Posted on Tuesday 4 December 2012

Groupthink: "A mode of thinking that people engage in when they are deeply involved in a cohesive in-group, when the members’ strivings for unanimity override their motivation to realistically appraise alternative courses of action."
Irving Janis 1972

On election night last month, we witnessed a powerful example of the phenomenon of Groupthink as the Republican pundits, convinced their presidential candidate would prevail watched the election returns, mouths agape, sputtering on live television as they received a sound shellacking at the polls. The term is just one of the ways Social Psychologists have tried to describe the regular tendency of cohesive in-crowds to misperceive reality or make peculiar decisions – things group members would be unlikely to do acting individually [Ethnocentricity, Religious Bigotry, Racism, Collective Narcissism, Mob Rule, Patriotism, etc.]. Some years back I ran across something written during the late 1970s by my own analyst – an impassioned explanation of why insurance carriers should pay for formal psychoanalysis. He was a smart, reflective guy, but this particular piece was a self-serving rationalization from fifty yards, an example of the rigidity of Groupthink. Groupthink is the reason for my recurrent quote from Lampedusa’s The Leopard "If we want things to stay as they are, things will have to change." It’s an remarkable exception  to that usual rigidity as Prince Don Fabrizio Salina, a Patrician faced with the revolution of Giuseppe Garibaldi, comes to accept the radical change coming to the only life he’d ever known. Those of us raised in the American South lived through an example of an irrational Groupthink that still echos in our daily lives.

Systems maintained by a powerful Groupthink are resistant to adapting to changing circumstances or the negative consequences of their concentration of power – the process we call evolution. We see that nightly on the world news. Opposing the inertia and rigidity of Groupthink is the stuff of change by revolution rather than evolution. And the revolutionary forces often develop a Groupthink of their own, heavily influenced by the group they hope to unseat. So the Communism of the Russian Revolution was opposed to the Tsarist Oligarchy it replaced, but shortly became a Stalinist Oligarchy in its own right. The neoKraepelinian revolution in psychiatry against the hegemony of the psychoanalysts and their ideology of the mind has become a similar ideology, this time an ideology of the brain. And the DSM-III+, designed to table the mind/brain dichotomy, has evolved with the DSM-5 into a vehicle for psychiatry to become a clinical neuroscience discipline.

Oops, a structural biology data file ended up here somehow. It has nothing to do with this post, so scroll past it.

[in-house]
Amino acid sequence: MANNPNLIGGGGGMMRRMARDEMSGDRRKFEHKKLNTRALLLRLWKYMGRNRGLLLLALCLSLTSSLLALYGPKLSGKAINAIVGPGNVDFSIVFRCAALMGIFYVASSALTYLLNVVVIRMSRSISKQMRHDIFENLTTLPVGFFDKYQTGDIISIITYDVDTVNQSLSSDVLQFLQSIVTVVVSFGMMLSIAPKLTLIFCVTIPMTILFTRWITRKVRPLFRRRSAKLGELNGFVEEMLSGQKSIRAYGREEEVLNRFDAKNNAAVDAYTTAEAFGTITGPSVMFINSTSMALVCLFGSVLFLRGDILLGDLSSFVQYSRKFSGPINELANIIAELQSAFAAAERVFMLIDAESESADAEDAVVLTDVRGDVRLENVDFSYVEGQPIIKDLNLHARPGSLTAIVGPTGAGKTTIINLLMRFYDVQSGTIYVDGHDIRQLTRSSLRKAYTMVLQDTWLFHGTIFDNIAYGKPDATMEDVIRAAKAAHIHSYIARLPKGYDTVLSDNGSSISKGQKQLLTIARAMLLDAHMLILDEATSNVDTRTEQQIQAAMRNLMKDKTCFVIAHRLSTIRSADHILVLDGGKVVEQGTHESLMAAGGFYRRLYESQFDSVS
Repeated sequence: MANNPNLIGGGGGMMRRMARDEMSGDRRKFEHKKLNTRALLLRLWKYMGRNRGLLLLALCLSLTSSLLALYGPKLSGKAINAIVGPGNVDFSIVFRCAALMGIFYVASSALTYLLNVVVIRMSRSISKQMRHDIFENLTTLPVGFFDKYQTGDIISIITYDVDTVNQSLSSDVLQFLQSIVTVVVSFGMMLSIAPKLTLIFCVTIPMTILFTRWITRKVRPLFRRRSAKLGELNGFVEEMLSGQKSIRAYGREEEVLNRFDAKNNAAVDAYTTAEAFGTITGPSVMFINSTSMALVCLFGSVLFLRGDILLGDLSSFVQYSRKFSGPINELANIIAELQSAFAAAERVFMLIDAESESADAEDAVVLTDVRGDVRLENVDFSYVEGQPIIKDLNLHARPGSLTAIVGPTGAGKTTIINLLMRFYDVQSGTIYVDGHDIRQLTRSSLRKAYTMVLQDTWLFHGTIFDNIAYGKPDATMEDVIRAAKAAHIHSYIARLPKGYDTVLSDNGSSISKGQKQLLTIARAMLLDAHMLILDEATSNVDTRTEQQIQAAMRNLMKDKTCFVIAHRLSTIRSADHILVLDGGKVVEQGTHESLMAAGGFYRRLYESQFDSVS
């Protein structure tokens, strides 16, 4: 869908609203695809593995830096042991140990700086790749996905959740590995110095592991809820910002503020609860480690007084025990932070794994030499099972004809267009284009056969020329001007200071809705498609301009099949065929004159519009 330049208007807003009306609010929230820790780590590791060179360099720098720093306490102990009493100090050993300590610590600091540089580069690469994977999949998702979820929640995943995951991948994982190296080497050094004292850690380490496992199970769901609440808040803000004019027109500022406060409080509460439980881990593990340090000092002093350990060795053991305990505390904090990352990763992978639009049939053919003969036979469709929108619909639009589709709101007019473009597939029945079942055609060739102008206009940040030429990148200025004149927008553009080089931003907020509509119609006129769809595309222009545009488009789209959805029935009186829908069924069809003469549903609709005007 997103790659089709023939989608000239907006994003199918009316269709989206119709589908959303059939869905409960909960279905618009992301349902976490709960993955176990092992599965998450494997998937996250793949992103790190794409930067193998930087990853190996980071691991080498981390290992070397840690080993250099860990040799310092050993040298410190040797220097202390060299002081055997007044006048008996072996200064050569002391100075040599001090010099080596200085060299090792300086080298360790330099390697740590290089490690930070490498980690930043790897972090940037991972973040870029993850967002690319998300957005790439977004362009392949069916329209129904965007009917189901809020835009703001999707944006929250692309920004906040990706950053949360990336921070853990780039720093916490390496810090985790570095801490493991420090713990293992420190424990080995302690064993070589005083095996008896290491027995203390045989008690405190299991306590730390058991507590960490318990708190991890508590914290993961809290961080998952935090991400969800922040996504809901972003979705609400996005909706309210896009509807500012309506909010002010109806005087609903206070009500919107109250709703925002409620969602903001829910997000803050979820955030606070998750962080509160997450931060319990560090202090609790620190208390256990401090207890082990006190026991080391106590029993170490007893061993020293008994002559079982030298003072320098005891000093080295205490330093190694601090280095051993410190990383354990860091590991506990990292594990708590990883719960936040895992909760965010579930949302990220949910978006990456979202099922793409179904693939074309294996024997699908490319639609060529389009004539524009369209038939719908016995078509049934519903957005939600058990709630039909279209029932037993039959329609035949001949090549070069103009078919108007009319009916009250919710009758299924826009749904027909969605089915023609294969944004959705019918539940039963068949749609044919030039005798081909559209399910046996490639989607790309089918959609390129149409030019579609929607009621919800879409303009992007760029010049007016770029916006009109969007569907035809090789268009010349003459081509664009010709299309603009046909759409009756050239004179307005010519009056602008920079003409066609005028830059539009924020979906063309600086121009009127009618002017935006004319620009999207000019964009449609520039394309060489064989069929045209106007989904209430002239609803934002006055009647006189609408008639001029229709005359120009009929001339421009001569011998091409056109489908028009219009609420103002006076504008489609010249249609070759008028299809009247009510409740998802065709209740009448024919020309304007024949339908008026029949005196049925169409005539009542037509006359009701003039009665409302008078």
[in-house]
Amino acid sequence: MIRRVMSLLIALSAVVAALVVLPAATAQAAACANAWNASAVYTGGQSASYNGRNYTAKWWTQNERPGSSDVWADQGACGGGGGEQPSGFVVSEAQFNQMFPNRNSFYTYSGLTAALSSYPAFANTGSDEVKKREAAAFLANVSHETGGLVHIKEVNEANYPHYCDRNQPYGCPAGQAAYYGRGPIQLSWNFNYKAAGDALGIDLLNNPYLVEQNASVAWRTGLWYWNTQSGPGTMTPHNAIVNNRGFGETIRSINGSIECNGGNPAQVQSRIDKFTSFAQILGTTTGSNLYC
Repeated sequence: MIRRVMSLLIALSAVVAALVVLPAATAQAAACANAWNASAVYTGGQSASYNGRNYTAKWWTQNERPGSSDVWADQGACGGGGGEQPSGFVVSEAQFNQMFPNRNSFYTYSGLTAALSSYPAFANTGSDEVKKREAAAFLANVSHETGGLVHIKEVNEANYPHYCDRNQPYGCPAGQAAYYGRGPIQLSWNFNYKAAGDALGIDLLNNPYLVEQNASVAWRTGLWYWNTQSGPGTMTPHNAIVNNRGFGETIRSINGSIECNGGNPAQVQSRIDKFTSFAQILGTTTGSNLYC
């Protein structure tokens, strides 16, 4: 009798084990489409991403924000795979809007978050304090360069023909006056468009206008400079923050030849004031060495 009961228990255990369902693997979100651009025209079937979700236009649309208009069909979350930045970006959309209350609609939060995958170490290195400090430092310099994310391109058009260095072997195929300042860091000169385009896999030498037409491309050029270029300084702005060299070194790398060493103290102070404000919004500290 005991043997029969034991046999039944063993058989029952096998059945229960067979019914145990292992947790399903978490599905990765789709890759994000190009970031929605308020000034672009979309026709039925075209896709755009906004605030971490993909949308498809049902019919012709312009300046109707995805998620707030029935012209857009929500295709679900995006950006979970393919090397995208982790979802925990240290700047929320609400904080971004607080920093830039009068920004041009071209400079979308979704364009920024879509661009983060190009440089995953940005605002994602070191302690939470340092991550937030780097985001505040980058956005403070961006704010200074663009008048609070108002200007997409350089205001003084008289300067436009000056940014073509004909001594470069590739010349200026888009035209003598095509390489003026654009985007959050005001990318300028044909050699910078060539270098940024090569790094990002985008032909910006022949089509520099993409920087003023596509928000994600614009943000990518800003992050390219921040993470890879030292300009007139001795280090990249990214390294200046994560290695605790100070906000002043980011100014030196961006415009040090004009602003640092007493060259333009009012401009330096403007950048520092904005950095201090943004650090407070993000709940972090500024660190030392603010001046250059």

It would be irrational to assert that all patients reporting symptoms of mental illness have diseased brains. Natural Selection and survival of the fittest have a better track record than that. Even separating patients based on severity wouldn’t necessarily distinguish etiology, and the DSM-5 doesn’t try to make that distinction. But a number of the decisions made in creating this manual were based on another meaning of the term clinical neuroscience – treatment. For example, the rationale for removing the Bereavement Exclusion from the diagnosis of Major Depressive Disorder was to assure patients would get treatment – the assumption being that the treatment of MDD is antidepressant drugs. Much of the modern clinical neuroscience is focused on symptomatic treatment with drugs, regardless of etiology, or even hypothesized etiology. There are obviously many cases of what’s called MDD where the drugs don’t work, perhaps the majority. And there are plenty of others where the treatment of choice is something else – at least it used to be. So the neoKraepelinian Tenet, 6. The focus of psychiatric physicians should be on the biological aspects of illness, now encompasses biological treatments regardless of etiology or circumstances.

That is, more or less, the Groupthink of psychiatry today: treatment = biological treatment. There are some obvious problems, like we don’t have the biological agents to deliver the goods, but also, it leaves out the fact that psychiatrists compose the minority of mental health professionals by a long shot. Prior to this coming May, the DSM-III/DSM-IV has been used by all mental health professionals to code mental illness. But looking at the proposed new definition of mental illness in the DSM-5 [a behavioral or psychological syndrome that reflects an underlying psychobiological dysfunction], it’s hard to imagine that the majority of mental health professionals are going to find anything of much use to them [to be honest, it’s hard to imagine that most psychiatrists can honestly use that definition either]. And it’s not just that definition, the whole Revision is organized around the neoKraepelinian Groupthink of the Task Force. It’s in the spaces between the words when it’s not explicit. It’s the only thing they’ve talked about. So one wonders just who they think will buy their book?

One would think that this is something the Task Force might have thought about along the way, but that’s not how Groupthink works.
    December 5, 2012 | 2:40 PM

    My hope is that now that it’s a done deal, that the book itself will be boycotted. I

    December 6, 2012 | 9:09 PM

    What does “psychobiological” mean?

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